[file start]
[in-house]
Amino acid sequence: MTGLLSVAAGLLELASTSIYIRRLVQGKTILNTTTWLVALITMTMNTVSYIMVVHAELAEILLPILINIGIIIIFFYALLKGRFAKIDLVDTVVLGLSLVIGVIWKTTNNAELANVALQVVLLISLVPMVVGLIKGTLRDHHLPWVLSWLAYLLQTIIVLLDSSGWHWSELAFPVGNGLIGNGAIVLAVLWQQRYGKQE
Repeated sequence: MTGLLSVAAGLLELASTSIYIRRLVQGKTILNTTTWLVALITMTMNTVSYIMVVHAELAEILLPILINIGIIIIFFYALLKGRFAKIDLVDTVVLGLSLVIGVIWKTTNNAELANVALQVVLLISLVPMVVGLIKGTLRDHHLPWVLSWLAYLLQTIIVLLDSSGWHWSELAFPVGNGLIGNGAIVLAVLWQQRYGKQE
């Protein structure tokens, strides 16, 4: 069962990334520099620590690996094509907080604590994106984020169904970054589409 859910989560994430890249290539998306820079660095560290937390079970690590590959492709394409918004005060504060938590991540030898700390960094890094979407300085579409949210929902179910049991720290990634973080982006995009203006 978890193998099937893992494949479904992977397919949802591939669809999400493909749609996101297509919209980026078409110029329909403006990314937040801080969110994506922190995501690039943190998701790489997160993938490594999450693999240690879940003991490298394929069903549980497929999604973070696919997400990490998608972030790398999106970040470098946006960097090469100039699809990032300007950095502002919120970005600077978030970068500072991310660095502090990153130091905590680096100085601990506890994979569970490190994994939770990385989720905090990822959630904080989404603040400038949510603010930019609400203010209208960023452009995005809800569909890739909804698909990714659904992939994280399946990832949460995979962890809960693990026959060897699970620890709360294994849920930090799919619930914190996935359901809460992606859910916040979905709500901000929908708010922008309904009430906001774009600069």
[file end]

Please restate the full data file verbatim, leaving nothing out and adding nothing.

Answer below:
[in-house]
Amino acid sequence: MTGLLSVAAGLLELASTSIYIRRLVQGKTILNTTTWLVALITMTMNTVSYIMVVHAELAEILLPILINIGIIIIFFYALLKGRFAKIDLVDTVVLGLSLVIGVIWKTTNNAELANVALQVVLLISLVPMVVGLIKGTLRDHHLPWVLSWLAYLLQTIIVLLDSSGWHWSELAFPVGNGLIGNGAIVLAVLWQQRYGKQE
Repeated sequence: MTGLLSVAAGLLELASTSIYIRRLVQGKTILNTTTWLVALITMTMNTVSYIMVVHAELAEILLPILINIGIIIIFFYALLKGRFAKIDLVDTVVLGLSLVIGVIWKTTNNAELANVALQVVLLISLVPMVVGLIKGTLRDHHLPWVLSWLAYLLQTIIVLLDSSGWHWSELAFPVGNGLIGNGAIVLAVLWQQRYGKQE
């Protein structure tokens, strides 16, 4: 069962990334520099620590690996094509907080604590994106984020169904970054589409 859910989560994430890249290539998306820079660095560290937390079970690590590959492709394409918004005060504060938590991540030898700390960094890094979407300085579409949210929902179910049991720290990634973080982006995009203006 978890193998099937893992494949479904992977397919949802591939669809999400493909749609996101297509919209980026078409110029329909403006990314937040801080969110994506922190995501690039943190998701790489997160993938490594999450693999240690879940003991490298394929069903549980497929999604973070696919997400990490998608972030790398999106970040470098946006960097090469100039699809990032300007950095502002919120970005600077978030970068500072991310660095502090990153130091905590680096100085601990506890994979569970490190994994939770990385989720905090990822959630904080989404603040400038949510603010930019609400203010209208960023452009995005809800569909890739909804698909990714659904992939994280399946990832949460995979962890809960693990026959060897699970620890709360294994849920930090799919619930914190996935359901809460992606859910916040979905709500901000929908708010922008309904009430906001774009600069």